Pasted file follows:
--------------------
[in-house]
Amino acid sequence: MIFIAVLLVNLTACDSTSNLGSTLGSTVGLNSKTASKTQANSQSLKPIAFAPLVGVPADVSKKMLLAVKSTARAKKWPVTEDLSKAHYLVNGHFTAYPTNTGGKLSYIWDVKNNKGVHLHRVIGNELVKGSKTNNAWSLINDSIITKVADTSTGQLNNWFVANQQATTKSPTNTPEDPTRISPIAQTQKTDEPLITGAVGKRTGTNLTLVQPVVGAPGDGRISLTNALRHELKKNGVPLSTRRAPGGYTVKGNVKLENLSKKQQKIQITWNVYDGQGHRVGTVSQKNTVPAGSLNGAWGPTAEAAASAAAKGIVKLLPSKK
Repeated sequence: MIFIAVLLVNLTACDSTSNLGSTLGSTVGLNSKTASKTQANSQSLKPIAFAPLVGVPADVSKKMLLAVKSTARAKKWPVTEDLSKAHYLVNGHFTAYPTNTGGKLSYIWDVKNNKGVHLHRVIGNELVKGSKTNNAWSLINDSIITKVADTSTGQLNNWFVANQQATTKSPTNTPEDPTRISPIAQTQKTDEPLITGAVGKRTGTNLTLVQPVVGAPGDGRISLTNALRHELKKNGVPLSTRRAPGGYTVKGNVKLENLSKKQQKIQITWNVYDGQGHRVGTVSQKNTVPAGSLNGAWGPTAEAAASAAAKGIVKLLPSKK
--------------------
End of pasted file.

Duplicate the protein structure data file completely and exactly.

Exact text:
[in-house]
Amino acid sequence: MIFIAVLLVNLTACDSTSNLGSTLGSTVGLNSKTASKTQANSQSLKPIAFAPLVGVPADVSKKMLLAVKSTARAKKWPVTEDLSKAHYLVNGHFTAYPTNTGGKLSYIWDVKNNKGVHLHRVIGNELVKGSKTNNAWSLINDSIITKVADTSTGQLNNWFVANQQATTKSPTNTPEDPTRISPIAQTQKTDEPLITGAVGKRTGTNLTLVQPVVGAPGDGRISLTNALRHELKKNGVPLSTRRAPGGYTVKGNVKLENLSKKQQKIQITWNVYDGQGHRVGTVSQKNTVPAGSLNGAWGPTAEAAASAAAKGIVKLLPSKK
Repeated sequence: MIFIAVLLVNLTACDSTSNLGSTLGSTVGLNSKTASKTQANSQSLKPIAFAPLVGVPADVSKKMLLAVKSTARAKKWPVTEDLSKAHYLVNGHFTAYPTNTGGKLSYIWDVKNNKGVHLHRVIGNELVKGSKTNNAWSLINDSIITKVADTSTGQLNNWFVANQQATTKSPTNTPEDPTRISPIAQTQKTDEPLITGAVGKRTGTNLTLVQPVVGAPGDGRISLTNALRHELKKNGVPLSTRRAPGGYTVKGNVKLENLSKKQQKIQITWNVYDGQGHRVGTVSQKNTVPAGSLNGAWGPTAEAAASAAAKGIVKLLPSKK